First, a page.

'Polio vaccine critical for your child's health': Religious leaders dispel rumours, endorse inoculation

Published September 21, 2020
Polio vaccine drops are administered to a child in Peshawar. — Reuters/File
Polio vaccine drops are administered to a child in Peshawar. — Reuters/File

On August 25, the World Health Organisation (WHO) made a much-awaited announcement to the world — Africa was free from the polio virus.

While the news didn’t receive quite as much traction as it should have, given the world’s attention seems to be transfixed upon the novel coronavirus, the fact that the world’s poorest countries, aided by a global effort, were able to rid themselves of the polio virus was no mean feat.

There now remain only two countries where the crippling virus is known to remain — Afghanistan and Pakistan.

While there may be a host of factors why the two neighbouring countries have not been able to rid their respective populaces of the virus, it goes without saying that sentiment against the vaccine where it is seen to be anti-religion or anti-Muslim has become a major impediment over the last decade.

As of September 21, there have been 73 cases of the wild polio virus in Pakistan in the current year, a significant jump from the lowest in 2017, when only eight new cases of WPV were reported in the entire year.

‘A dangerous affair’

Over the years, the polio vaccine has become one of the most polarised issues in the country. The government, for all the inoculation campaigns, realised some years ago that simply sending health workers door to door wouldn’t solve the problem.

There was something more sinister at play here and it had to be tackled through changing public perception. The danger, if the right information wasn’t given to the public could quickly boil over and cause serious damage to the cause of ridding Pakistan of polio — with hazards ranging from conspiracy theories being shared on Whatsapp groups to attacks against polio workers and the security staff accompanying them.


Thus in 2015, the government moved to dispel one of the biggest rumours surrounding the vaccine — that it was not halal. A laboratory under the Drug Regulatory Authority of Pakistan tested the vaccine and certified it as halal. The move also aimed to put to rest the rumours that certain hormones were being added to the vaccine to make children sterile.

But the rumours have persisted and almost five years later in 2020, the Pakistan Ulema Council conducted a press conference to speak about the issue.

Addressing a press conference along with clerics and religious leaders in Islamabad, PUC chairman Hafiz Tahir Ashrafi decried those who were opposing the anti-polio campaign and termed it a conspiracy against the country.

“Pakistan Ulema Council, Darul Afta Pakistan, Wafaq-ul-Masajid, Madaris-i-Pakistan and leading ulema and mashaikh have already termed polio drops not only halal but also beneficial for people and decrees have been issued that there is nothing harmful or haram in polio drops,” he declared.

Speaking to Dawn.com, Karachi-based cleric, Maulana Umar Sadiq, says that there is no ambiguity regarding the contents of the vaccine being halal. “Pakistan’s medical boards have all cleared it,” he says, referring to the 2015 laboratory tests. Maulana Sadiq is also the chairperson of the scholars’ taskforce on polio in Sindh.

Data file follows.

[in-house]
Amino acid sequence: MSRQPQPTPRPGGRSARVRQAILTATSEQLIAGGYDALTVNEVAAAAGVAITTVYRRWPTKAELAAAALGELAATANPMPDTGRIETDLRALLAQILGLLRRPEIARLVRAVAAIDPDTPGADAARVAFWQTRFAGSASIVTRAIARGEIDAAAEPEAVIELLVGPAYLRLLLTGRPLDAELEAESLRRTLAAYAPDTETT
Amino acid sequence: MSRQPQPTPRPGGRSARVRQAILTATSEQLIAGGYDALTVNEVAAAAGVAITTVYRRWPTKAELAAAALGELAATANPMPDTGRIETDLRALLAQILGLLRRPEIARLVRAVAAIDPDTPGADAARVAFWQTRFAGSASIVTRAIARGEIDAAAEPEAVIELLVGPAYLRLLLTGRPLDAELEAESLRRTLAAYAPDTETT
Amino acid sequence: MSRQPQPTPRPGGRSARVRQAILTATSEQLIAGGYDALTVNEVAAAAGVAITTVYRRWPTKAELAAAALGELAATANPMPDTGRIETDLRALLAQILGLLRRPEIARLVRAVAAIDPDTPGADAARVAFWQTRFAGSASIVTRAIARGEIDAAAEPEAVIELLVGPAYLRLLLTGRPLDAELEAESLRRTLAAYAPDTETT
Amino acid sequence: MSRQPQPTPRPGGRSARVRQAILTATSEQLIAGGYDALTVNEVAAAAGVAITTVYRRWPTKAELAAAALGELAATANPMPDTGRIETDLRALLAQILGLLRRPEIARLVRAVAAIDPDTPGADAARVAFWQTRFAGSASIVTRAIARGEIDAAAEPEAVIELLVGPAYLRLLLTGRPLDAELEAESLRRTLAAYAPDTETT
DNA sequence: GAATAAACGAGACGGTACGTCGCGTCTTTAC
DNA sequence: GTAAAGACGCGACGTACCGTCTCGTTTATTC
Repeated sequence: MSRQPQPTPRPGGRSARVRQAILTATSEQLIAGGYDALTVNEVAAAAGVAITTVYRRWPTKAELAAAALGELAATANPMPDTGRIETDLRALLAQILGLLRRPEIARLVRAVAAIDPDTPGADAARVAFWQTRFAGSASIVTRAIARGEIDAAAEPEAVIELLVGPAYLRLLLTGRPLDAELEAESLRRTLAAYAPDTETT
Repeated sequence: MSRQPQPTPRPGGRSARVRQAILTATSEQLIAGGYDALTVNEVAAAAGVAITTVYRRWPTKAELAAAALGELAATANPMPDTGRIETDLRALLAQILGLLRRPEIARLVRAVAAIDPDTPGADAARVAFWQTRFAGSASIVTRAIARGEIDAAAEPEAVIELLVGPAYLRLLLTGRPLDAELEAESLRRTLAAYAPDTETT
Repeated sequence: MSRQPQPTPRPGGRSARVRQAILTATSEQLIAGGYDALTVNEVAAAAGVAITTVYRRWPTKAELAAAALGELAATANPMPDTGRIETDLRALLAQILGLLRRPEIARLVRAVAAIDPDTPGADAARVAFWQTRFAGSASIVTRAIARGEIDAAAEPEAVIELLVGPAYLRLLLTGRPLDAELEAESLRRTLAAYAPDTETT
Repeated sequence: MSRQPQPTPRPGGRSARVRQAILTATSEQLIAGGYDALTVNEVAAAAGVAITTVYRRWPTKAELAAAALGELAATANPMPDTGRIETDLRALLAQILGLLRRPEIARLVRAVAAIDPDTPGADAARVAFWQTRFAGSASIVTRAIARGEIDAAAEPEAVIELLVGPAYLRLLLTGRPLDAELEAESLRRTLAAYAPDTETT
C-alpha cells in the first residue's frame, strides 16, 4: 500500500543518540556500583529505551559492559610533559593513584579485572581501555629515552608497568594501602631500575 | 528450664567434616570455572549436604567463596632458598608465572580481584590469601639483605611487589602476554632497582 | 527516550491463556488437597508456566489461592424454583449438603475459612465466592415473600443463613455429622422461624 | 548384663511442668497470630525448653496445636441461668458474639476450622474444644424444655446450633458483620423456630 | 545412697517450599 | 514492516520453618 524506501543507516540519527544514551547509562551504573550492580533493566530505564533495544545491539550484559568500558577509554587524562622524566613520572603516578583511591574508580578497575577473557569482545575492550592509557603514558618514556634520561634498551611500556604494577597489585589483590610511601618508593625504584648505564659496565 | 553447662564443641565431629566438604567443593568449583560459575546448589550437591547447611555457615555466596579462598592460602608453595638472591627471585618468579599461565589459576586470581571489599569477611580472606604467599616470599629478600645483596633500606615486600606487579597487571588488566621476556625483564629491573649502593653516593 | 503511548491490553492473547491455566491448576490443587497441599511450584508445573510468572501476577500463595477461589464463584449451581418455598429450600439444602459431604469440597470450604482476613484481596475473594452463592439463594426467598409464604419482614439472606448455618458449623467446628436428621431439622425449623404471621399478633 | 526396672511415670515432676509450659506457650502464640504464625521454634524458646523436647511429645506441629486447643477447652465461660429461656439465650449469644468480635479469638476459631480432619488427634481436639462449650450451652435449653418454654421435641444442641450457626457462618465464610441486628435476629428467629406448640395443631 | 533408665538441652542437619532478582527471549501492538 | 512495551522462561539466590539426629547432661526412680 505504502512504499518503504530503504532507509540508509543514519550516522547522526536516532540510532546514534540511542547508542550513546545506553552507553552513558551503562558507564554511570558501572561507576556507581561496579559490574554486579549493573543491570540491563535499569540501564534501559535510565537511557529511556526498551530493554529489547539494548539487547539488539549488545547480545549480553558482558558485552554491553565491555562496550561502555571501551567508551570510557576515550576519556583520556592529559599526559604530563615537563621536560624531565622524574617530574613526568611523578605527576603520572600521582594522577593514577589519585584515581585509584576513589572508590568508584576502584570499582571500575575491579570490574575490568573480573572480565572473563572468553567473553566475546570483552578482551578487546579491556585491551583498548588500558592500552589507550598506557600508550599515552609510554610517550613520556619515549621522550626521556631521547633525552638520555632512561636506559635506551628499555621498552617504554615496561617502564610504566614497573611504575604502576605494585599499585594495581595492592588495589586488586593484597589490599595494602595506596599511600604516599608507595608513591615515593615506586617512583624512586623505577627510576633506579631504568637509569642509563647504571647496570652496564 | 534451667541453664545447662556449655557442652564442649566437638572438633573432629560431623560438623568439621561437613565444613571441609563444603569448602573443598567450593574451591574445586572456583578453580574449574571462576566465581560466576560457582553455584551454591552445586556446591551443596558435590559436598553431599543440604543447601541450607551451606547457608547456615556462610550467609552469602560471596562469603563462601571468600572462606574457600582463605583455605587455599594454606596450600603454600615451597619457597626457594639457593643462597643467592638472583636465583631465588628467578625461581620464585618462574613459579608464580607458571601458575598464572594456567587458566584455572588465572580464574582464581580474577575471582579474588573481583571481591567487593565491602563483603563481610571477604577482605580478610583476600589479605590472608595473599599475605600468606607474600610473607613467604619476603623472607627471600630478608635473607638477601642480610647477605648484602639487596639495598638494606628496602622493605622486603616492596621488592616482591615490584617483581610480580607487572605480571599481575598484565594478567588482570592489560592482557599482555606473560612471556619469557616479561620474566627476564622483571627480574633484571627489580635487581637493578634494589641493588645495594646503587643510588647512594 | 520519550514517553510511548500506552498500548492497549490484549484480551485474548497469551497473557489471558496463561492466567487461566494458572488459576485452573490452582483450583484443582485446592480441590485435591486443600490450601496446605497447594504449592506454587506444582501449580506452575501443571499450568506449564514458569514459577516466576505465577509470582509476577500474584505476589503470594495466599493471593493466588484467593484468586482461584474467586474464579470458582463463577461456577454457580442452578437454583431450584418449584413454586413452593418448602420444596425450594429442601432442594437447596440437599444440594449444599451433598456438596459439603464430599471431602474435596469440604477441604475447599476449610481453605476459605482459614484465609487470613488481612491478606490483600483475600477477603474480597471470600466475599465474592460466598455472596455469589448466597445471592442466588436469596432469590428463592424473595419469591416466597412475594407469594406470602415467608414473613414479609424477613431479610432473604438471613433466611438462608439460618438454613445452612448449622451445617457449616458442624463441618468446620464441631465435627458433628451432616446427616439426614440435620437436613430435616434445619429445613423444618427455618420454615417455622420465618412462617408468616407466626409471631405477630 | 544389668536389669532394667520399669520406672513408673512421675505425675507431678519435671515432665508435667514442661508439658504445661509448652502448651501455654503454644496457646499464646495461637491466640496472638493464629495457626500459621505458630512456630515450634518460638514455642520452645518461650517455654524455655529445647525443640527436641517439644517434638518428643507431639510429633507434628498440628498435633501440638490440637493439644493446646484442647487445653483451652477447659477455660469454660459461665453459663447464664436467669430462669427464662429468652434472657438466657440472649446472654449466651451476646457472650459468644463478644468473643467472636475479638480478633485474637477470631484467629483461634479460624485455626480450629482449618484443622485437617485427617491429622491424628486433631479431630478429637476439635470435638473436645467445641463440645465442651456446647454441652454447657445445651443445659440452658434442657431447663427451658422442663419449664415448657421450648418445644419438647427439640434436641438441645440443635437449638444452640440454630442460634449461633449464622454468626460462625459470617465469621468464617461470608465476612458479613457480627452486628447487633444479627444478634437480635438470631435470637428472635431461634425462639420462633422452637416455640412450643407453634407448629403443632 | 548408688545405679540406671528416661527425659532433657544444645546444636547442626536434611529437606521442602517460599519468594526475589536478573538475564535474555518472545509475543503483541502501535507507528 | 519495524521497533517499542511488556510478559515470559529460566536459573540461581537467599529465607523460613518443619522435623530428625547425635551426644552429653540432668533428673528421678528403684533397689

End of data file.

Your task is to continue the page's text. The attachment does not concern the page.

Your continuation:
“Ulema of all sects have cleared it as being halal ... many fatwas have been issued that children should be given the vaccine to protect them and others from the virus,” he continues.

Another Karachi-based cleric, Maulana Dr Naseerudin Swati, laughs at the rumour that the vaccine could cause infertility. “I don’t know where such a preposterous notion has spread from,” he tells Dawn.com. “When people tell me such things, I tell them I know of so many people who were administered the vaccine and are now fathers to three to four children,” he says, laughing.

Asked about the theory that the vaccine was a conspiracy against Muslims, Maulana Sadiq brushed it off, saying, “Everything against the vaccine is simply propaganda … I have been working for many years to educate people about the need to get vaccinated against this disease.”

“People spread all kinds of rumours,” says Allama Syed Raza Jafar Naqvi, in a recently-released video message. “I would request all of you not to pay heed to these rumours. The truth is that polio is a dangerous disease that can cripple your child for life … get your children vaccinated against it,” he advises.

In fact, in October last year, the Council of Islamic Ideology (CII) validated around a hundred fatwas, also known as religious edicts, in support of polio vaccination, sparking hopes that religion-based resistance against vaccinations would decrease.

While giving the nod to the edicts, the CII also expressed concern that Pakistan was facing travel restrictions due to polio cases, and could face further financial problems in the future as such restrictions could be increased if the spread of the virus isn't controlled.

A year later, Maulana Sadiq shares the same concern. “This is a communicable disease,” he explains. If we don’t stop this now, the international community may impose travel restrictions on us and we will not be able to go for Umrah, or Haj …” he warns, his voice trailing off.

According to Maulana Swati, the ulema of all major sects have come together in support of the vaccine. He expresses the hope that people would stop paying heed to rumours and get their children vaccinated for their own well-being as well as in the larger interest of society. “Let the doctors do their jobs. When they say you need the vaccine, there is no room for ambiguity. Neither you nor your Whatsapp groups know more about diseases and vaccines than the doctors.”



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